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Farsightedness

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  • Farsightedness

    Farsightedness Farsightedness or hyperopia, as it is medically termed, is a vision condition in which distant objects are usually seen clearly, but close ones do not come into proper focus. Farsightedness occurs if your eyeball is too short or the cornea has too little curvature, so light entering your eye is not focused correctly. Treatment: Corrective lenses: Eyeglasses: Contact lenses: Refractive surgery: Laser-assisted in-situ keratomileusis (LASIK). Laser-assisted subepithelial keratectomy (LASEK). Photorefractive keratectomy (PRK). Conductive keratoplasty (CK).

  • Farsightedness

    Epidemiology:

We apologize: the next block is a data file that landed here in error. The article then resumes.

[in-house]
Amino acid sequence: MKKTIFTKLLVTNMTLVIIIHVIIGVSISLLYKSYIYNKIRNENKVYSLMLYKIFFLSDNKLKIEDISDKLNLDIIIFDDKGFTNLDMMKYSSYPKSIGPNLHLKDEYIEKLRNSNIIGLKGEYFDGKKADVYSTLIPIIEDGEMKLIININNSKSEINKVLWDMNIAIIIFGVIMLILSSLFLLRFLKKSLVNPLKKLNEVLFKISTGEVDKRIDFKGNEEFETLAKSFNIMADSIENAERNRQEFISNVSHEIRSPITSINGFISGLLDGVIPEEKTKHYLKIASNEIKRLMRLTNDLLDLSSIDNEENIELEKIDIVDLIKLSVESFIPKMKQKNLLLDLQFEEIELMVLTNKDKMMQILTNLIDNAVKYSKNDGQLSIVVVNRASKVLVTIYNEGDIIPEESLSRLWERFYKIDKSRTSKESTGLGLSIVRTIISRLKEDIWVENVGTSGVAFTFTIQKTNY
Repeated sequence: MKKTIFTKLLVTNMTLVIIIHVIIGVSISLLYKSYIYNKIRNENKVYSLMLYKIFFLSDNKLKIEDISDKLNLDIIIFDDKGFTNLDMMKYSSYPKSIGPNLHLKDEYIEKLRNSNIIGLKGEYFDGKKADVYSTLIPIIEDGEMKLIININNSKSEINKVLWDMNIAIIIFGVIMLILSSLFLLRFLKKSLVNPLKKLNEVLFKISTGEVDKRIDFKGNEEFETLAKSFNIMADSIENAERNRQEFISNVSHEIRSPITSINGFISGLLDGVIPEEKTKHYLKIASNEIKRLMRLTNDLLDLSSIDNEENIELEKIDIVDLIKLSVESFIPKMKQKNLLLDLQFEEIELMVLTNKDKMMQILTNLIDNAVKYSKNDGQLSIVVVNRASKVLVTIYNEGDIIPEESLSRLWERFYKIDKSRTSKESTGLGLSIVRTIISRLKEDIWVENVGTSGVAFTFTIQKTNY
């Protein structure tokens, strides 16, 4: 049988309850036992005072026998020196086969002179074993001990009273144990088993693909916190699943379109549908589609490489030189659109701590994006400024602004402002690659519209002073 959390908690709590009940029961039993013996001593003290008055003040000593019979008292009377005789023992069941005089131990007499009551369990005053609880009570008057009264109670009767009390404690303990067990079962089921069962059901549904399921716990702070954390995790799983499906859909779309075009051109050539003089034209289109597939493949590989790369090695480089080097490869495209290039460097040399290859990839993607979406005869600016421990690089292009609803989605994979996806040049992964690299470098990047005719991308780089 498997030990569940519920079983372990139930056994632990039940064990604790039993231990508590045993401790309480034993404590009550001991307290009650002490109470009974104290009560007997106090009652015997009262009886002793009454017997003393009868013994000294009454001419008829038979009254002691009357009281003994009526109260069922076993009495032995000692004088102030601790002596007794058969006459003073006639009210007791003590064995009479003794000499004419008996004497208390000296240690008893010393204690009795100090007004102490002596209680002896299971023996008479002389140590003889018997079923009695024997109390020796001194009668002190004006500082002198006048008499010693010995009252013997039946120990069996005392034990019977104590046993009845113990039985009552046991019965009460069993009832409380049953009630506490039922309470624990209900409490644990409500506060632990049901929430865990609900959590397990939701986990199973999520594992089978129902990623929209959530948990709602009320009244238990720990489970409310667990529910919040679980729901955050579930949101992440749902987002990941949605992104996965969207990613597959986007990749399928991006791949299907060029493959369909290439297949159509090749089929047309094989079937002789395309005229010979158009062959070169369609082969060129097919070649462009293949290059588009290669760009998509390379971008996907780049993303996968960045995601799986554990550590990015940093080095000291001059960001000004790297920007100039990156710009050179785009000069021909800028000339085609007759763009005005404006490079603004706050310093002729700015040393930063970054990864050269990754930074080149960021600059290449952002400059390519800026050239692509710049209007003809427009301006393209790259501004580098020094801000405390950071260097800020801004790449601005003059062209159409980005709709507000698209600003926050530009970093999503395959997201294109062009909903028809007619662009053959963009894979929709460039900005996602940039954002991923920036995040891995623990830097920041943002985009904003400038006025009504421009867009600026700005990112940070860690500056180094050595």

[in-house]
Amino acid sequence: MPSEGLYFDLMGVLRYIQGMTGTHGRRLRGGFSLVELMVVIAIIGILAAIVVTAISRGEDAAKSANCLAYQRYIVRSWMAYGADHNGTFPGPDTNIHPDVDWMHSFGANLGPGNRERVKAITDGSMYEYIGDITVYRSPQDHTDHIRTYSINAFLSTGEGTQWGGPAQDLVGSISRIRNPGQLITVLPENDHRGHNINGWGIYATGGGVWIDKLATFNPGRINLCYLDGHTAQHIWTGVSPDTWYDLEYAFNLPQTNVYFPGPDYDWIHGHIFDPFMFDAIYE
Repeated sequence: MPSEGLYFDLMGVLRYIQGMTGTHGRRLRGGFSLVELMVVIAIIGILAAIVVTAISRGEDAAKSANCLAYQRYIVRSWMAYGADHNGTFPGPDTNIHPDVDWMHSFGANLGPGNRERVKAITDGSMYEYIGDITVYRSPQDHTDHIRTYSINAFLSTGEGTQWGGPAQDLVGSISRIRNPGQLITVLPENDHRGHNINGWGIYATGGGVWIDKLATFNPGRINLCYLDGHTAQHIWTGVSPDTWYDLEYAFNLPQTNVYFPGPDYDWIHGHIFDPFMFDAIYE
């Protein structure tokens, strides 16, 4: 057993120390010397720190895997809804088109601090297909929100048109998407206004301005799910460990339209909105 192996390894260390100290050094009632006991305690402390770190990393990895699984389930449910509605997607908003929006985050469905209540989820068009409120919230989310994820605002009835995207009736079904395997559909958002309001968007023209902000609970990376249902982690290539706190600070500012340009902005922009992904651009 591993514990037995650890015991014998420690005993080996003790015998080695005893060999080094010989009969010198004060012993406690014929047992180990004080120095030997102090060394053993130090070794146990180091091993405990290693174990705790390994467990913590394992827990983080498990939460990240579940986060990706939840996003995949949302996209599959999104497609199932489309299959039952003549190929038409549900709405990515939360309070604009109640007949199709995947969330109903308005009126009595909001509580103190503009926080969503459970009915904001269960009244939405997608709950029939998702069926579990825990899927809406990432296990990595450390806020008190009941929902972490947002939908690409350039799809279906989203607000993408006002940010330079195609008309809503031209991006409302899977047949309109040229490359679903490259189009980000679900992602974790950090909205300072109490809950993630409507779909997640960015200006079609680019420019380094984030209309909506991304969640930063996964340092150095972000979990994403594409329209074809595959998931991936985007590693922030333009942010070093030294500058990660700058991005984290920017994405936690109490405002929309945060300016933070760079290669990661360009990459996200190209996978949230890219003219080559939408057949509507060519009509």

In Europe, a prevalence study was conducted in Norway to compare the refractive error prevalence in a population sample of 112 individuals to that of 224 university students; subjects were analysed by means of autorefraction in cycloplegia. Statistically significant differences between groups were found for the rates of hyperopia: 47% to 50% for the population sample and 30% to 35% for the students. The authors of the aforementioned study also participated in a subsequent research study in Norway, in which 3,137 persons were examined to determine the prevalence of refractive errors in the young and middle-aged adult population. Prevalence of hyperopia increased with age, from 13.2% to 15% (20- 25 years) to 17.4% to 19% (40-45 years). The highest rate of hyperopia (20.1% to 22%) was found in middle-aged women. In Poland, a total of 4,422 schoolchildren were examined by means of retinoscopy under cycloplegia. Hyperopia was defined as a spherical equivalent of at least +1.00 D. The percentage of hyperopic children in the age group ranging from 6 to 18 years was 13.1% to 14%. A population-based eye study in Germany with 13,959 eligible participants aged 35 to 74 years studied the distribution of refractive errors among adults of European descent. Refractive error was determined by autorefraction. Hyperopia (SER > +0.50 D) was present in 31.8% of subjects. Another study in Germany, in which 516 subjects aged 2 to 35 years were examined (SER ? +0.50 D), yielded a prevalence of 9.8% among children aged 2-6 years, 6.4% in children aged 7-11 years, 3.7% in adolescents, and 2.9% in adults. In a cross-sectional study among Dutch schoolchildren and hospital employees, a total of 520 children aged 11 to 13, and 444 hospital employees aged 17 to 60 years were measured by means of cycloplegic autorefraction. In schoolchildren, 8% of right eyes were hyperopic (SER > +0.50 D), while this rate was 10% among hospital employees. In Spain, Mont�s-Mic� analysed 7,621 Spanish subjects, 3,692 men and 3,929 women, whose ages ranged from 3 and 93 years. The overall prevalence of hyperopia was 35.6%, increasing with age: from 36.9% (3-8 years) to 55.8% (66-93 years).

 

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